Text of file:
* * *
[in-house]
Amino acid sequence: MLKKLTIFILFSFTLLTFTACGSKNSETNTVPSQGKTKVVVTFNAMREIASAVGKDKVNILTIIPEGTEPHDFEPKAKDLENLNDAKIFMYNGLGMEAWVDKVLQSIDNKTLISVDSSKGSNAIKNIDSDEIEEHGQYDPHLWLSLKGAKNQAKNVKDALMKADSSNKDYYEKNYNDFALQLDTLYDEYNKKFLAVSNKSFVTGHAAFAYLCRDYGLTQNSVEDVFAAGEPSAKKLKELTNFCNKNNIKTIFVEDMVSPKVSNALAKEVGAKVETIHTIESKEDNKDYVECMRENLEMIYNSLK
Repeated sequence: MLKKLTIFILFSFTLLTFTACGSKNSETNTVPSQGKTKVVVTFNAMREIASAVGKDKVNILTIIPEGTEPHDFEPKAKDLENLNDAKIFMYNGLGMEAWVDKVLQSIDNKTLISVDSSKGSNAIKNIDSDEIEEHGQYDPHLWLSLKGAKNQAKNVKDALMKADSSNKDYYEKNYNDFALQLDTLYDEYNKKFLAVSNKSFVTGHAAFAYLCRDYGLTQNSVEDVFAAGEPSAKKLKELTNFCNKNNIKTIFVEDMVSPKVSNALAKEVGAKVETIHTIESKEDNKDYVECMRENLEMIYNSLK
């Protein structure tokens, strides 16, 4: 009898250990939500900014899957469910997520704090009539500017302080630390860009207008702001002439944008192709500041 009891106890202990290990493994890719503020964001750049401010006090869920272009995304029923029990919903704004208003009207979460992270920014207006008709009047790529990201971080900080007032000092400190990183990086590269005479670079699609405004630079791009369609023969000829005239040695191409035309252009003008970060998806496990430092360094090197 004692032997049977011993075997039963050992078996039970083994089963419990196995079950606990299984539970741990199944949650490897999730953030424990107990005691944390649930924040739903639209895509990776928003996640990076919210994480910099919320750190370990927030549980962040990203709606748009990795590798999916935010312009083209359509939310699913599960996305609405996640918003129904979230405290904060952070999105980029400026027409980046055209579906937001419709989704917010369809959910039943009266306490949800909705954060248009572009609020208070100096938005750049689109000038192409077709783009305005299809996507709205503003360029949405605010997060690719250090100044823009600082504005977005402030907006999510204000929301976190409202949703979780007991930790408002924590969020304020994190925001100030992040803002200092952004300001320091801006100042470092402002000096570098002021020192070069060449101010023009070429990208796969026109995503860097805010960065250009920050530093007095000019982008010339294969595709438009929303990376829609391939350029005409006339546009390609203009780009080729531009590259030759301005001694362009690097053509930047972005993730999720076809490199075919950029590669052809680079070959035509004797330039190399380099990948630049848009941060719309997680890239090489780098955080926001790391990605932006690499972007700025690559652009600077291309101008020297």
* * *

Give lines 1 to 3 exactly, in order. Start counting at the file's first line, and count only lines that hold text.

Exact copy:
[in-house]
Amino acid sequence: MLKKLTIFILFSFTLLTFTACGSKNSETNTVPSQGKTKVVVTFNAMREIASAVGKDKVNILTIIPEGTEPHDFEPKAKDLENLNDAKIFMYNGLGMEAWVDKVLQSIDNKTLISVDSSKGSNAIKNIDSDEIEEHGQYDPHLWLSLKGAKNQAKNVKDALMKADSSNKDYYEKNYNDFALQLDTLYDEYNKKFLAVSNKSFVTGHAAFAYLCRDYGLTQNSVEDVFAAGEPSAKKLKELTNFCNKNNIKTIFVEDMVSPKVSNALAKEVGAKVETIHTIESKEDNKDYVECMRENLEMIYNSLK
Repeated sequence: MLKKLTIFILFSFTLLTFTACGSKNSETNTVPSQGKTKVVVTFNAMREIASAVGKDKVNILTIIPEGTEPHDFEPKAKDLENLNDAKIFMYNGLGMEAWVDKVLQSIDNKTLISVDSSKGSNAIKNIDSDEIEEHGQYDPHLWLSLKGAKNQAKNVKDALMKADSSNKDYYEKNYNDFALQLDTLYDEYNKKFLAVSNKSFVTGHAAFAYLCRDYGLTQNSVEDVFAAGEPSAKKLKELTNFCNKNNIKTIFVEDMVSPKVSNALAKEVGAKVETIHTIESKEDNKDYVECMRENLEMIYNSLK